The treatment process depends on the type of donation you have chosen. Below you will a brief explanation of what to expect as a donor:

Voluntary anonymous donation

  • Before you can donate your eggs, you need to complete a thorough screening process, which starts with a written questionnaire, followed by a meeting with the physician and nurse, an assessment by the physician and psychologist, and a number of medical tests.
  • The results are then discussed and you are given more information on the treatment and schedule.
  • On the day of the egg retrieval, all the mature eggs that are retrieved are later frozen for the egg bank.

Voluntary known donation

  • Both the donor and the recipient must be screened by a psychologist. The donor’s partner may be involved in this screening process as well and must consent to the donation.
  • The next step entails having consultation with a physician for adequate and medical examinations.
  • Once the results are known, the physician and nurse provide all the necessary information on the treatment and the schedule to both the donor and the recipient.
  • After the egg retrieval, the fresh donor eggs are inseminated with (donor) sperm and ideally, the embryos are frozen. The main advantage of freezing the embryos is that the donor’s and the recipient’s menstrual cycles need not be artificially synchronized to each other, making the process significantly easier for both parties.

The treatment in a nutshell

The treatment consists of various steps. Egg donation starts with a number of preliminary tests, followed by hormonal treatment to stimulate the ovaries to produce multiple mature eggs. The whole process, while taking some time and potentially causing some known side effects, (rarely) poses any significant risks. Nonetheless, make sure you are well prepared to avoid being caught by surprise by one of these known side-effects.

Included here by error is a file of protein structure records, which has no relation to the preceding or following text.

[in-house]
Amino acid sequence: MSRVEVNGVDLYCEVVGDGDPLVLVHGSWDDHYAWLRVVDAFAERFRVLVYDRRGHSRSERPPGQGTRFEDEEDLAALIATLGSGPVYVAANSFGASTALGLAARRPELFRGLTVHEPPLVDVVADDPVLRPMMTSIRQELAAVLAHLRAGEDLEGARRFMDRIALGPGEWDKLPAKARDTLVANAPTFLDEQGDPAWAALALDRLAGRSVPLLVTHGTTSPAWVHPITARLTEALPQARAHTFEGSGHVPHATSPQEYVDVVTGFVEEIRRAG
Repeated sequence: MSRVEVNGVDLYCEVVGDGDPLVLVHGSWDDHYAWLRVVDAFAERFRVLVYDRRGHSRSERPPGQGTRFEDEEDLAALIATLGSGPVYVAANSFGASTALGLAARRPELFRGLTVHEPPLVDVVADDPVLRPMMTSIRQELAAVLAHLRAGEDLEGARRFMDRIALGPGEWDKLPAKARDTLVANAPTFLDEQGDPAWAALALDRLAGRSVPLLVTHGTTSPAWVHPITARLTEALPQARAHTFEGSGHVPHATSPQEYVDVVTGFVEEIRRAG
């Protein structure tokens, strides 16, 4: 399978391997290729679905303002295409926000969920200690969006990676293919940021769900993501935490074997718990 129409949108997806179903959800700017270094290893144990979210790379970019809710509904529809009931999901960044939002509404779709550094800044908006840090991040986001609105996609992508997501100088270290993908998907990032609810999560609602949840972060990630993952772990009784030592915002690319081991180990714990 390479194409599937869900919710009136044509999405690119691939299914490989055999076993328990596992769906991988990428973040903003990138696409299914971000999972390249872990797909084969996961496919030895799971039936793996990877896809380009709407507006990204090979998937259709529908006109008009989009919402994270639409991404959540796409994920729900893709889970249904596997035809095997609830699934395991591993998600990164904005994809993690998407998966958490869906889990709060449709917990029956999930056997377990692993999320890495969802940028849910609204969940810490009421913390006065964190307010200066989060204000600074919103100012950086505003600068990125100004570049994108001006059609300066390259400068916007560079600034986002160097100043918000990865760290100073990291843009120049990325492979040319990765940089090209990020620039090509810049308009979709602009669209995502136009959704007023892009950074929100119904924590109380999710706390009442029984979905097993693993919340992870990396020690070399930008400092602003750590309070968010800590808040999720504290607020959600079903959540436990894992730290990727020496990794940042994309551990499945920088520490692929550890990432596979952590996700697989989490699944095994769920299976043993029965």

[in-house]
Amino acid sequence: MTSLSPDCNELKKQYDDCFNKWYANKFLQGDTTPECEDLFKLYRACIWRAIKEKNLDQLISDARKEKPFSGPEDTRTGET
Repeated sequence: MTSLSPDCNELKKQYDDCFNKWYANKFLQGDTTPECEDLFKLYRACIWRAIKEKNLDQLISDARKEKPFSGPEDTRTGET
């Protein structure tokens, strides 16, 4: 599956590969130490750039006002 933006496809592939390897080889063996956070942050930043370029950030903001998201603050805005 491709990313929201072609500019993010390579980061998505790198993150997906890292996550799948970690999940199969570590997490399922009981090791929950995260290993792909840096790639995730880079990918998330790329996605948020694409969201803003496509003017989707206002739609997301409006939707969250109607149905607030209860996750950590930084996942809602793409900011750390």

Below you will find a short overview of the whole process:

  • A comprehensive blood test to check your general health status, to make sure you are healthy, have no contagious infections and to screen for several genetic conditions.
  • A vaginal ultrasound and a blood test to check your hormone levels at the beginning of your menstrual cycle (between day 2 and day 5).

If the results of all these tests are normal, we can start with the actual donation procedure.

  • From the beginning of your cycle, your ovaries are stimulated to produce multiple eggs with daily hormone injections. After 5 days, you need to add daily injections of a second hormone that suppresses natural ovulation. On average, stimulation takes between 10 and 15 days.
  • In the meantime, you are carefully monitored through blood tests to adjust the stimulation where necessary and to pinpoint the best time for the egg retrieval.
  • 36 hours before the scheduled egg retrieval you give yourself a last injection to stimulate your ovulation and mature the eggs.
  • A fine, hollow needle is used to puncture the follicles that contain an egg, which is then aspirated. This is done via the vaginal wall and under ultrasound guidance.
  • The egg retrieval is generally done under local anaesthetic combined with additional pain relief, which is administered via tablets or intravenously (via a drip).
  • In exceptional cases, the eggs can also be retrieved under general anaesthesia, but this is only done for medical reasons and in consultation with both the physician and the coordinator.

Possible risks and side effects

  • The main risk is that you, as a donor, get pregnant yourself after the treatment, because at times, not all the follicles containing an egg can be punctured and emptied due to the position of the ovary or the surrounding blood vessels.
  • Occasionally, there may also be some minor bleeding after a follicle is punctured and emptied. However, this can also happen following spontaneous ovulation and usually stops by itself rather quickly. However, The blood flows into the abdominal cavity as a result of this, a slight menstrual cramp may be felt.
  • Very rarely, the egg retrieval can cause an infection.
  • If the ovaries unexpectedly overreact to hormonal treatment, with an excessive egg production, fluid may accumulate in your ovaries and abdominal cavity after the egg retrieval, resulting in bloating and discomfort. Rest and painkillers will provide relief in such instance.
  • Considering all the above, it is recommended not to have any sexual intercourse or baths, or to use tampons in the week following the egg retrieval.